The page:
Two wells for St Asaph in Conwy
This will have to be my lock down post, we are still staying alert and travel within Wales is still limited to a five mile radius, so no immediate opportunity for adding photographs to the post. To some degree there is very little that photographs can add for these wells, though I’m sure, in the fullness of time, I will add some appropriate pictures.
These two wells both carry the dedication to Asa. His name has been rendered in various forms over time – Asa, Assa, Asaf and Assaf – we generally recognise him as Asaph today in the way it is used in the English name for the city also known as Llanelwy where we are told he established the first church. He is also credited with the foundation of Llanasa in Flintshire.
I have found reference to three wells dedicated to Asa across the St Asaph diocese. The first and probably most important was near Cwm, more or less half way between St Asaph and Llanasa,and has already been covered in a previous post. This was a major well, its output in water volume was second only to St Winefride’s well at Holywell and it was a landmark on pilgrimage routes across the area. Here I deal with the remaining two at Llannefydd to the west of Denbigh and Eglwysbach in the Conwy valley.
In the late 1690s academic and antiquarian Edward Lhuyd sent out questionnaires to parishes across Wales to obtain geographic and demographic data, among which he included main wells, this forms the gazetteer he published under the name Parochial Queries . Both these Asa wells are listed in this collection implying that they had some local significance at that time.
For Eglwysbach he records “Ffynnon Asa in Gweirglodd Asa”, which identifies also the name of the field (gweirglodd = meadow) in which it rises. For Llannefydd he just records the name “Ffynnon Assa” alongside other named wells.
While this demonstrates that the wells were so named and deemed sufficiently important to record at the end of the 17th century, there are further extant written records that make reference in Eglwysbach to Gweirglodd Asa and to Gweirglodd Ffynnon Asaph earlier in the 17th century, while in Llannefydd there are similar written records of Cae Ffynnon Asaph (Ffynnon Asaph field) in the late 16th and throughout the 17th centuries. So clearly both Asa wells were local landmarks and have a history stretching back into the medieval period.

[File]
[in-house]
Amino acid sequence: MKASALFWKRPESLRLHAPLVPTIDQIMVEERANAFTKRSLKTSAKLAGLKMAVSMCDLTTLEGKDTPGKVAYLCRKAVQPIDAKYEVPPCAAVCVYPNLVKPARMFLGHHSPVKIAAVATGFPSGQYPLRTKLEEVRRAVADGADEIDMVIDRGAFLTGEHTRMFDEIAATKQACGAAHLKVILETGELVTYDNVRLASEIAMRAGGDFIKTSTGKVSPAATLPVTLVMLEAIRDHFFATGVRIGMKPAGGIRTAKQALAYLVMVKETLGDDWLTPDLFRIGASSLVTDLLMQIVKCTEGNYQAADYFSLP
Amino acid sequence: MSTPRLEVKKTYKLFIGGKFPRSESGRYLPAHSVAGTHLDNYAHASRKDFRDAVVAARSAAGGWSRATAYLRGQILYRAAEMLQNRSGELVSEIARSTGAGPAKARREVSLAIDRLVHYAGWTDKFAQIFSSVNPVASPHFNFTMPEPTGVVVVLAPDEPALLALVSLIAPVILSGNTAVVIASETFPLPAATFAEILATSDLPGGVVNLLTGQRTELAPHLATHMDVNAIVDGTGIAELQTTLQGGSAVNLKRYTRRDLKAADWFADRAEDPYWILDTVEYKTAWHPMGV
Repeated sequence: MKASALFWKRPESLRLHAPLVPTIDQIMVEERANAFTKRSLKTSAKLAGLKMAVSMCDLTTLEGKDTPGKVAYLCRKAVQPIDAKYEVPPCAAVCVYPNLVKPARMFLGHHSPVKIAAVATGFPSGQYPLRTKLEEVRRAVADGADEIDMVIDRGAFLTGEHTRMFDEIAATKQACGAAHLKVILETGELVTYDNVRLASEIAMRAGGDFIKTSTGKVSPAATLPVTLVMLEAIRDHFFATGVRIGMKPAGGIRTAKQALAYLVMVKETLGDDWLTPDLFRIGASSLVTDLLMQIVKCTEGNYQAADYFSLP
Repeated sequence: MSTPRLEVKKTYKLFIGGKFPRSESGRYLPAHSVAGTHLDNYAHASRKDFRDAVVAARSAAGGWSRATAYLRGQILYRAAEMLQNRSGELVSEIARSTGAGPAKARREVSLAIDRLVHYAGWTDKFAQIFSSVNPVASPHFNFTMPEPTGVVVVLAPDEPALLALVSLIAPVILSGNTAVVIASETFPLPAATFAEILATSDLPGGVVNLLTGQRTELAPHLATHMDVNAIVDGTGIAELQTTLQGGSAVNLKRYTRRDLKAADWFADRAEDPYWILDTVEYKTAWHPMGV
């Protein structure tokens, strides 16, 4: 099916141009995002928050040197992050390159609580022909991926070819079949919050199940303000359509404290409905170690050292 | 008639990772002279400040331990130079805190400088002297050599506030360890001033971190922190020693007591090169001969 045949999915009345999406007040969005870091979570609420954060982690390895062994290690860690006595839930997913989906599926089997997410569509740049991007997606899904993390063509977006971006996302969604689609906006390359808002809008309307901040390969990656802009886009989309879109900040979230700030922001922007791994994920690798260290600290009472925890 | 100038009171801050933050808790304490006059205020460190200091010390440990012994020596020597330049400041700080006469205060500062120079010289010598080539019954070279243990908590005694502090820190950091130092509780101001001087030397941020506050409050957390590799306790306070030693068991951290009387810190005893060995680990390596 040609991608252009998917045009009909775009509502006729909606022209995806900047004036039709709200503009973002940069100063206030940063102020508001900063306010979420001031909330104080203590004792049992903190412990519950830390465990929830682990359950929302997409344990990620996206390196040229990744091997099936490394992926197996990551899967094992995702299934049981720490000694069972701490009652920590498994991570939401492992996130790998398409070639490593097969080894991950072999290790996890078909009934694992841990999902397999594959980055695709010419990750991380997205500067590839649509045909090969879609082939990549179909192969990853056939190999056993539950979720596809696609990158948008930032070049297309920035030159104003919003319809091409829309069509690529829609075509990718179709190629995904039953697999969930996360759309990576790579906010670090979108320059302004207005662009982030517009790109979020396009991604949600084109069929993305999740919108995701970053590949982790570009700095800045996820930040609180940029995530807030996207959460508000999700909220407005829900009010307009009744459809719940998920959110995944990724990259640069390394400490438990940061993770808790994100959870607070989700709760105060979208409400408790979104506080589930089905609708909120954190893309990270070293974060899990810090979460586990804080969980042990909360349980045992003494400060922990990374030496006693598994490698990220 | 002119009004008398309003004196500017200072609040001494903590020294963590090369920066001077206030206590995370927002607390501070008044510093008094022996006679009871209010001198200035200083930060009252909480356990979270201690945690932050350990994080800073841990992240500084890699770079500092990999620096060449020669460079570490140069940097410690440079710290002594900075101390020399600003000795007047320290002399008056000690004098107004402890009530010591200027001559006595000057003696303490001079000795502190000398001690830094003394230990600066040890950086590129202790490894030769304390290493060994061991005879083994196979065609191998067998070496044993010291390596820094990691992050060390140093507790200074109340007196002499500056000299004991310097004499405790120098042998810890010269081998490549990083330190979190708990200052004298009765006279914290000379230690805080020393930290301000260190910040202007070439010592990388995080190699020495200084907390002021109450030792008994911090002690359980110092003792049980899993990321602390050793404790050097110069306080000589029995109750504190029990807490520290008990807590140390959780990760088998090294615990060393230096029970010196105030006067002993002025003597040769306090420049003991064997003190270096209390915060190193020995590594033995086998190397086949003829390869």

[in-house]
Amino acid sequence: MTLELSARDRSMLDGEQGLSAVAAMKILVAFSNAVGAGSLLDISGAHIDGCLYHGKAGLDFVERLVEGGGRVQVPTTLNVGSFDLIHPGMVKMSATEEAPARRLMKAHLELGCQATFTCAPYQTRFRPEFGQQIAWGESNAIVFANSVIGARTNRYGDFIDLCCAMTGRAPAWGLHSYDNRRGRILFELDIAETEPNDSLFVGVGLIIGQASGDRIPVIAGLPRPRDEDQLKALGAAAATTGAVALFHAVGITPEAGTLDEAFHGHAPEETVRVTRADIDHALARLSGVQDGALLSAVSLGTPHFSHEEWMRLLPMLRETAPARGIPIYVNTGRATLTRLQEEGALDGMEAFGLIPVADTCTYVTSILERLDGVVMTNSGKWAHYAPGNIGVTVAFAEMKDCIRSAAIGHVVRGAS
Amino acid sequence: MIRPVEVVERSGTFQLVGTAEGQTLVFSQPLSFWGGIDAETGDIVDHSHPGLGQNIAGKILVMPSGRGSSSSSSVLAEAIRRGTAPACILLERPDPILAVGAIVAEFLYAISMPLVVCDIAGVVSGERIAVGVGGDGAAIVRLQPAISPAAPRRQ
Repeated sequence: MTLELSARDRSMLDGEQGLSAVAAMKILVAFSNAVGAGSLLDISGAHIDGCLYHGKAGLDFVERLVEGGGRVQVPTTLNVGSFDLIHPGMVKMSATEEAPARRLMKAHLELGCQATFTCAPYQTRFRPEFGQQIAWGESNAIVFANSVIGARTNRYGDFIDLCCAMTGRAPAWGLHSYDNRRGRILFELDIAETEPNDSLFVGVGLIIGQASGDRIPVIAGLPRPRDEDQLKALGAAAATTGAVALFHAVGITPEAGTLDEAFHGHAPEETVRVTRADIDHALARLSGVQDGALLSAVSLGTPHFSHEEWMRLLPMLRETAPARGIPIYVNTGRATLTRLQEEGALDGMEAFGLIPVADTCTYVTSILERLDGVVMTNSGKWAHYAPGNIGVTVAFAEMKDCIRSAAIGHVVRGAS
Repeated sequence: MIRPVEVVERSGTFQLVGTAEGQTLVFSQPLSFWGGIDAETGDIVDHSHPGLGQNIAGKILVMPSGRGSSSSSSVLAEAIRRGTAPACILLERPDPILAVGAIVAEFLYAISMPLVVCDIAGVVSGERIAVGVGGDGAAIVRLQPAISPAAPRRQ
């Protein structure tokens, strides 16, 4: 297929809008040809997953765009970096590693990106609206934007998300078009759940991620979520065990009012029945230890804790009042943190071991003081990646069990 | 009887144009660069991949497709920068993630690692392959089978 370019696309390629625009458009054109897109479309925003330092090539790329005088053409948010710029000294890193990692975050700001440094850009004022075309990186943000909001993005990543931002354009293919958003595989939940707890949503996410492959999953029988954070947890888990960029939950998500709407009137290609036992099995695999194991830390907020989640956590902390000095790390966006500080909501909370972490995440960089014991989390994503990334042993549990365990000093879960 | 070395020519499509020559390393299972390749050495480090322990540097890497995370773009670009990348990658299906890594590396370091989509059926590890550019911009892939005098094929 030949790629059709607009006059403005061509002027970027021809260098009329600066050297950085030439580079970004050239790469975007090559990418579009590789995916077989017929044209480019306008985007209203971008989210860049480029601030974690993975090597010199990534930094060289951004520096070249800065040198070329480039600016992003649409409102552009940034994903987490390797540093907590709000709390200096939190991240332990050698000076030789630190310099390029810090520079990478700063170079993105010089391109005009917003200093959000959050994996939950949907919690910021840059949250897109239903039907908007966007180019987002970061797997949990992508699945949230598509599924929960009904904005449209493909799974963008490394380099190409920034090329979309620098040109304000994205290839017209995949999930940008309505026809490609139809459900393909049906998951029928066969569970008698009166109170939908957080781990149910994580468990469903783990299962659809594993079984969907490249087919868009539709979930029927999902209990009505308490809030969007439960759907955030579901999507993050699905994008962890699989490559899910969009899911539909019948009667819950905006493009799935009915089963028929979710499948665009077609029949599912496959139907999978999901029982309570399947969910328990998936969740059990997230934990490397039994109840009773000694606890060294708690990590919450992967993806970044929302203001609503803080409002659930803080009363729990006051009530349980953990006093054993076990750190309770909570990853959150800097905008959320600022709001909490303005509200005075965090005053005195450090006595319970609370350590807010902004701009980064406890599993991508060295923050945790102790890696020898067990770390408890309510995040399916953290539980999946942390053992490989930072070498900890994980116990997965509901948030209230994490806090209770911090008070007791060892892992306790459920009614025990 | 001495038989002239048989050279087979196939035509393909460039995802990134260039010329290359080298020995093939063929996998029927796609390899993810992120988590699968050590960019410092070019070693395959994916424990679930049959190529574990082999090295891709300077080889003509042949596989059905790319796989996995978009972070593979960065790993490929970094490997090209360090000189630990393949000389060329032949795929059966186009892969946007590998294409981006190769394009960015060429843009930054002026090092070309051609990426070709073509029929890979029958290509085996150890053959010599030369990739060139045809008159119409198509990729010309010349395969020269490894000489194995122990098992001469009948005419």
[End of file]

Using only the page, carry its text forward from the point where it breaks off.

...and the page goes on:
Another similarity is that both represent sources of local streams called Afon Asa, the stream fed by Ffynnon Asa at Llannefydd retains the name Afon Asa, while at Eglwysbach Lhuyd refers to Avon Ffynnon Asa which may have fed into Afon Hiraethlyn, also known as Erethlyn, the main river flowing through the village.
In neither village is the local church dedicated to Asa. The Eglwysbach church is dedicated to St Martin, while at Llannefydd the church carries a dedication to St Nefydd and St Mary. There are wells dedicated to both Nefydd and Mary closer to the village centre which we will cover at some time in the future.
No further description of either well is available until the inspectors for the Royal Commission on Ancient and Historical Monuments in Wales visited both sites in 1912.  They provide a description of what they found.
At Eglwysbach they note that
Asa’s well was situated at the spot indicated, within a small meadow which impinges on the village street. A little over half a century ago it was closed and a pump installed, which is still in active use. In the adjoining meadow, however, is a swampy area where the overflow from the well reaches the surface and flows into the Erethlyn brook.
At Llannefydd they report
A spring rising at the foot of a bank; the water falls into no cavity, but trickles down to the little river Asa
No account has survived of any tradition or usage associated with either well.
The Llannefydd well is to the south east of the village, some three quarters of a mile from the village centre. It lies close to an existing small woodland called Afon Asa Wood. I do remember searching for it several years ago without success. I’m sure there is value in a second visit.
At Eglwysbach the chance of something remaining is much less certain. The RCAHMW noted that it had been converted into a pump in the mid nineteenth century. The pump was located on the main street at some distance from the original well. Prior to its installation villagers had carried water from the well by pail walking across the fields to do so.  By this time, although the well remained an important water source, the original name of the well seems to have been either forgotten or confused. The field in which it lay appears to have been recorded on the tithe maps of the 1840s as Cae Ffynnon Isa (lower well), unless this is just a mis-transcription, although this name is repeated in a news report in 1900 which identifies the pump referred to in the RCAHMW Report as being “the only source of [water] supply to the Canol Llan for fifty years since the old well ‘Ffynnon Isaf’ had been closed”. 
In recent years the fields between the main street through Eglwysbach and the Hiraethlyn have been used for housing development but the original name has been rediscovered since roughly in the area where the well lay there is now a road of new dormer bungalows called Heol Ffynnon Asa.
So in some ways both wells can be considered to just about live on.
 Eglwysbach Heritage Trail. (the pump was rediscovered in 2015 and now stands in the village cemetery)
 The Welsh Coast Pioneer and Review for North Cambria (August 3rd 1900) retrieved from National Library of Wales.
 Royal Commission on Ancient and Historical Monuments in Wales. Denbighshire 1914
 Lhuyd, Edward Parochialia edited Rupert H Morris, Cambrian Archaeological Society 1909
OS Maps reproduced with permission. National Library of Scotland.
This is so comprehensive. Thank you. Thank you so much!